• Highest-paying provinces—Quebec, New Brunswick, and Ontario
  • Typical entry-level education—Diploma; registration with a national, provincial, or territorial association may be required

15. Dispensing Optician

A growing demand for optical products has directly resulted in an increased need for dispensing opticians. Plus, the marketplace is highly competitive, so optometrists and optical clinics and stores find it important to have knowledgeable and friendly dispensing opticians who can help them attract and retain customers. It's also anticipated that, because of a growing and aging population, the demand for eyewear will increase. And that could lead to a labour shortage of almost 1,000 dispensing opticians.2

As a dispensing optician, you could work in eye care offices, clinics, and retail outlets while assisting clients with their prescription eyewear and contact lenses. Your duties may include selecting, ordering, and fitting those products as well as mounting lenses into frames. Such tasks were often assigned to administrative assistants in the past, but growing recognition of the importance of properly trained dispensing opticians has changed that, which has helped increase the demand.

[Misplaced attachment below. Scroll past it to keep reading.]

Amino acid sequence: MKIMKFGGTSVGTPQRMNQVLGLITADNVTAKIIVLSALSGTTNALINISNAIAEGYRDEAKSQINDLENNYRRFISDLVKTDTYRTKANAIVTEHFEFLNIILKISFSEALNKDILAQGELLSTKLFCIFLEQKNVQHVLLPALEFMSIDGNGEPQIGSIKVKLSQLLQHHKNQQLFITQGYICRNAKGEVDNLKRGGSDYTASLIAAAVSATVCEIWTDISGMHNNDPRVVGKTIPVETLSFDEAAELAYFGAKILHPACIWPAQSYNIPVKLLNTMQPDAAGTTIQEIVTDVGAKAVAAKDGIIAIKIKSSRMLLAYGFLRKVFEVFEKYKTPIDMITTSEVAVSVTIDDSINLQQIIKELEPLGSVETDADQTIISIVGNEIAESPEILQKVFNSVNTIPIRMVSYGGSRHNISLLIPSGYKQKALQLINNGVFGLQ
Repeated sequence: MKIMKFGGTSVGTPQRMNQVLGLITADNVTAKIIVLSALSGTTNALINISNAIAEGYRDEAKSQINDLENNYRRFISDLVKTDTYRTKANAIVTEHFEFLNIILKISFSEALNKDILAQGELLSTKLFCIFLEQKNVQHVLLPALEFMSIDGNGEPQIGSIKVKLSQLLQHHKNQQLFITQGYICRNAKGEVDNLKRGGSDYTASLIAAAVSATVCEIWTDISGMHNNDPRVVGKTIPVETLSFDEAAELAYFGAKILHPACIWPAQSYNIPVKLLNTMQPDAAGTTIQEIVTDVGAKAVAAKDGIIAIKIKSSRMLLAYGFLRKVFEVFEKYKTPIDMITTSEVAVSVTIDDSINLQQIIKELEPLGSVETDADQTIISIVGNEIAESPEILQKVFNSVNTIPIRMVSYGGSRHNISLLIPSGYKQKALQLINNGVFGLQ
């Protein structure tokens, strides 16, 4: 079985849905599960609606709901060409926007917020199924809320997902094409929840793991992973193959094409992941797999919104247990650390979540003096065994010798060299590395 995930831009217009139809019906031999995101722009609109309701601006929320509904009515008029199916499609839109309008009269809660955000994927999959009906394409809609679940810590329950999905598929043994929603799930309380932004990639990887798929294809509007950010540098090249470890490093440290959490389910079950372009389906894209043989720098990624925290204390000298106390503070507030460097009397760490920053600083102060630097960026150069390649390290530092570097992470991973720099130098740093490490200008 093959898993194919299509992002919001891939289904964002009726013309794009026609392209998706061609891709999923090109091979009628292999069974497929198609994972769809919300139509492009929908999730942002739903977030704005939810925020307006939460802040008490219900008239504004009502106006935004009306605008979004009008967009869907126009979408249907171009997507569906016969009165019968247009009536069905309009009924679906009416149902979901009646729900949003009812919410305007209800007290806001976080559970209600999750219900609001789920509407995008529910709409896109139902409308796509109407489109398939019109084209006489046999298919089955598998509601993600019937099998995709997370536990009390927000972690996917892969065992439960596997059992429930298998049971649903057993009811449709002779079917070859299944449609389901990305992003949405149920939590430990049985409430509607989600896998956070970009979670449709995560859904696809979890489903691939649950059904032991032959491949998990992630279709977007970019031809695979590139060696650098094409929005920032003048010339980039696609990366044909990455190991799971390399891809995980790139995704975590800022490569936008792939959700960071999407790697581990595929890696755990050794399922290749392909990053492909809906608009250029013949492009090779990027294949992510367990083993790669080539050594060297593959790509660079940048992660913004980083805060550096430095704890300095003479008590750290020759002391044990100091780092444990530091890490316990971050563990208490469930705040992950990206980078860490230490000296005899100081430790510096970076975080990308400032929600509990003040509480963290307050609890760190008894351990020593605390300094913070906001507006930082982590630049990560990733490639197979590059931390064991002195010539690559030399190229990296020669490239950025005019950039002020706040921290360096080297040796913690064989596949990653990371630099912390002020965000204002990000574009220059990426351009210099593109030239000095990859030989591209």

• Total job openings—2,500
  • Highest-demand provinces—BC and Quebec
  • Median hourly wage—$23
  • Highest-paying provinces—New Brunswick, Newfoundland and Labrador, and Nova Scotia
  • Typical entry-level education—Diploma and licensing from a provincial or territorial regulatory body

Start Preparing to Pursue High-Demand Jobs in Canada

Now that you have discovered some of the careers in demand, you may be thinking about what kind of training you need to start preparing for a job that you'll love. For many of the careers listed above, you may be surprised at how quickly you can complete your training. So have all of your important education questions answered by contacting a school near you. To get started, simply enter your zip code into the program finder below!

1 The Globe and Mail, "Boom, Bust, and Economic Headaches," website last visited on November 14, 2016.

2 Canadian Occupational Projection System (COPS), website last visited on November 14, 2016.

3 Government of Canada, Job Bank, website last visited on January 24, 2017.

4 Career Builder, "What Are the Top Jobs in Ontario Right Now?," website last visited on November 14, 2016.

5 WorkBC, B.C.'s Top Occupations, website last visited on November 14, 2016.

6 Government of Canada, Service Canada, website last visited on July 11, 2017.